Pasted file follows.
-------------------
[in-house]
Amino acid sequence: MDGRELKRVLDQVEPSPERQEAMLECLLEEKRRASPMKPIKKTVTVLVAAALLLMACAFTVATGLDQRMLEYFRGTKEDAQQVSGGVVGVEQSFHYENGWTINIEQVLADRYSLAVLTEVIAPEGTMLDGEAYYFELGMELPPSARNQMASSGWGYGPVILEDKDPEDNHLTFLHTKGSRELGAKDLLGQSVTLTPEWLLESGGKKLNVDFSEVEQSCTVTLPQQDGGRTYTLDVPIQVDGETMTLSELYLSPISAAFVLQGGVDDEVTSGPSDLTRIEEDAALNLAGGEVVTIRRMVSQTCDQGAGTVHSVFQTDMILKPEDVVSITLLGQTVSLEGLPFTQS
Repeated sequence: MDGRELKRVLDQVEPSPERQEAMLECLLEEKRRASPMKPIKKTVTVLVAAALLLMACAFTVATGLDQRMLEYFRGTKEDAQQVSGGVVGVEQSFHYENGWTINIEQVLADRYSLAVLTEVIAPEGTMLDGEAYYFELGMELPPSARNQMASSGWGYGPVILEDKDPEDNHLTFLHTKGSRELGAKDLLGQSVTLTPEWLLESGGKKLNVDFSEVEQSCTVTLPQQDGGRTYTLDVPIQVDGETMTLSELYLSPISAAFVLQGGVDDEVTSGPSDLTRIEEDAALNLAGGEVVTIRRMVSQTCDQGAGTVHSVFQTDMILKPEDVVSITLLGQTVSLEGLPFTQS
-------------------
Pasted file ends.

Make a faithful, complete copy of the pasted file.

[in-house]
Amino acid sequence: MDGRELKRVLDQVEPSPERQEAMLECLLEEKRRASPMKPIKKTVTVLVAAALLLMACAFTVATGLDQRMLEYFRGTKEDAQQVSGGVVGVEQSFHYENGWTINIEQVLADRYSLAVLTEVIAPEGTMLDGEAYYFELGMELPPSARNQMASSGWGYGPVILEDKDPEDNHLTFLHTKGSRELGAKDLLGQSVTLTPEWLLESGGKKLNVDFSEVEQSCTVTLPQQDGGRTYTLDVPIQVDGETMTLSELYLSPISAAFVLQGGVDDEVTSGPSDLTRIEEDAALNLAGGEVVTIRRMVSQTCDQGAGTVHSVFQTDMILKPEDVVSITLLGQTVSLEGLPFTQS
Repeated sequence: MDGRELKRVLDQVEPSPERQEAMLECLLEEKRRASPMKPIKKTVTVLVAAALLLMACAFTVATGLDQRMLEYFRGTKEDAQQVSGGVVGVEQSFHYENGWTINIEQVLADRYSLAVLTEVIAPEGTMLDGEAYYFELGMELPPSARNQMASSGWGYGPVILEDKDPEDNHLTFLHTKGSRELGAKDLLGQSVTLTPEWLLESGGKKLNVDFSEVEQSCTVTLPQQDGGRTYTLDVPIQVDGETMTLSELYLSPISAAFVLQGGVDDEVTSGPSDLTRIEEDAALNLAGGEVVTIRRMVSQTCDQGAGTVHSVFQTDMILKPEDVVSITLLGQTVSLEGLPFTQS